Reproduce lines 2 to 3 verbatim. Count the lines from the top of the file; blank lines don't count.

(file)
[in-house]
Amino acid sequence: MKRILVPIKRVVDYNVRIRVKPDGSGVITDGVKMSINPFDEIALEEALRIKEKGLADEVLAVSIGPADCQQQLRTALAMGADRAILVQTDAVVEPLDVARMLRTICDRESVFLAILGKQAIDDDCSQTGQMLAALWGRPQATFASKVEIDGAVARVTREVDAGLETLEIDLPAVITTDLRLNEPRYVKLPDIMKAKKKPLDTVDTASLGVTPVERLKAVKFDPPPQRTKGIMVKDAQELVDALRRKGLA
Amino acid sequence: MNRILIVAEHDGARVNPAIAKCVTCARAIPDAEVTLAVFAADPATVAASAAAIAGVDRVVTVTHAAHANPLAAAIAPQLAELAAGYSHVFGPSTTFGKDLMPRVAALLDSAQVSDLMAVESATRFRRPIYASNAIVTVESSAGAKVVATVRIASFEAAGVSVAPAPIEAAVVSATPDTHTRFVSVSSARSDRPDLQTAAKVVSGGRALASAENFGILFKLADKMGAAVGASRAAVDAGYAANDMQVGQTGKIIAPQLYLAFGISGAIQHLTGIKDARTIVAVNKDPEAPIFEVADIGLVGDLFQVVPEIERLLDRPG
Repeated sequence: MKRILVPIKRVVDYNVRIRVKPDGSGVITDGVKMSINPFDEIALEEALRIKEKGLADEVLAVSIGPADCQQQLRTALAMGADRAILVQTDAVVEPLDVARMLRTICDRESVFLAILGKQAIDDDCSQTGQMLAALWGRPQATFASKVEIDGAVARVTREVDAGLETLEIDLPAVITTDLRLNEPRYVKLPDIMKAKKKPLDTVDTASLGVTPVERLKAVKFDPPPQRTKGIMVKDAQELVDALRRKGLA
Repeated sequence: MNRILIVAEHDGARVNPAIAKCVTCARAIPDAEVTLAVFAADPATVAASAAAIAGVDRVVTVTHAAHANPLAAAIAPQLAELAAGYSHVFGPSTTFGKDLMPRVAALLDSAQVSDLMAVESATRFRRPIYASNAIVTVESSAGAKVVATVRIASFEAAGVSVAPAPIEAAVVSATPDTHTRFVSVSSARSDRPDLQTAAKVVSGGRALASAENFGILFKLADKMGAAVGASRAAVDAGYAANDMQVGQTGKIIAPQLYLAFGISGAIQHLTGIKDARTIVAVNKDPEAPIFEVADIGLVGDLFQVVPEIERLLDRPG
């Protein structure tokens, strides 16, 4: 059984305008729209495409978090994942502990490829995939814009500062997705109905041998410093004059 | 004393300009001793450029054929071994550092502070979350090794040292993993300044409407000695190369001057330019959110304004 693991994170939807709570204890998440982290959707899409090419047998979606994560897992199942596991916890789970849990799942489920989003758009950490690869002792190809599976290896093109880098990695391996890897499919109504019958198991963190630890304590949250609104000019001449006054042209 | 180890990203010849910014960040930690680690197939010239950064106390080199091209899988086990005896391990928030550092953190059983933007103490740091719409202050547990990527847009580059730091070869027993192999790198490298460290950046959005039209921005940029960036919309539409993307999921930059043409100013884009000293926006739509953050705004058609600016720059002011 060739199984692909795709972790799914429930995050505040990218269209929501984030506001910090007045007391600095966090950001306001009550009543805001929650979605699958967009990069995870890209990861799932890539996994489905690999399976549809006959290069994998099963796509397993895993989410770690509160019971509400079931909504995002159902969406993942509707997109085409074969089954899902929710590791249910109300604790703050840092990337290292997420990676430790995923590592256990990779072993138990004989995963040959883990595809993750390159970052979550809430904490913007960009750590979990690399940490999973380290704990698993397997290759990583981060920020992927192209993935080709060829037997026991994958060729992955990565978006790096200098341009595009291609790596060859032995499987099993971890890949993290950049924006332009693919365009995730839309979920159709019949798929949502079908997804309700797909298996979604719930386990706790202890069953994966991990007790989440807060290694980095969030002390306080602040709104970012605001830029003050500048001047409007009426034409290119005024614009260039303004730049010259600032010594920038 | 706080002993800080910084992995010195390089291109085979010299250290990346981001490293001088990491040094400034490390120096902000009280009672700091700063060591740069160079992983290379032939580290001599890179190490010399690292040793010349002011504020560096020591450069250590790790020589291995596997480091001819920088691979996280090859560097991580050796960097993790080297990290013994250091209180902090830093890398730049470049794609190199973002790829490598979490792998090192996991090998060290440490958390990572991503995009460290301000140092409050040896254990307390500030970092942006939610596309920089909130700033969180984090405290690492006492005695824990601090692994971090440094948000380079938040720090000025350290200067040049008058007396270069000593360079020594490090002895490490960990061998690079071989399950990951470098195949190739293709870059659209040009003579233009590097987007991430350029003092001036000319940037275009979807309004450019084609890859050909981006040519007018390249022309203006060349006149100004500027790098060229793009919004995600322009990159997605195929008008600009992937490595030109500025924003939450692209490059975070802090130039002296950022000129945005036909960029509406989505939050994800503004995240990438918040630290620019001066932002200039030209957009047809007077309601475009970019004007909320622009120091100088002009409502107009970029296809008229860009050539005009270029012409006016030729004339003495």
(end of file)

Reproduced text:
Amino acid sequence: MKRILVPIKRVVDYNVRIRVKPDGSGVITDGVKMSINPFDEIALEEALRIKEKGLADEVLAVSIGPADCQQQLRTALAMGADRAILVQTDAVVEPLDVARMLRTICDRESVFLAILGKQAIDDDCSQTGQMLAALWGRPQATFASKVEIDGAVARVTREVDAGLETLEIDLPAVITTDLRLNEPRYVKLPDIMKAKKKPLDTVDTASLGVTPVERLKAVKFDPPPQRTKGIMVKDAQELVDALRRKGLA
Amino acid sequence: MNRILIVAEHDGARVNPAIAKCVTCARAIPDAEVTLAVFAADPATVAASAAAIAGVDRVVTVTHAAHANPLAAAIAPQLAELAAGYSHVFGPSTTFGKDLMPRVAALLDSAQVSDLMAVESATRFRRPIYASNAIVTVESSAGAKVVATVRIASFEAAGVSVAPAPIEAAVVSATPDTHTRFVSVSSARSDRPDLQTAAKVVSGGRALASAENFGILFKLADKMGAAVGASRAAVDAGYAANDMQVGQTGKIIAPQLYLAFGISGAIQHLTGIKDARTIVAVNKDPEAPIFEVADIGLVGDLFQVVPEIERLLDRPG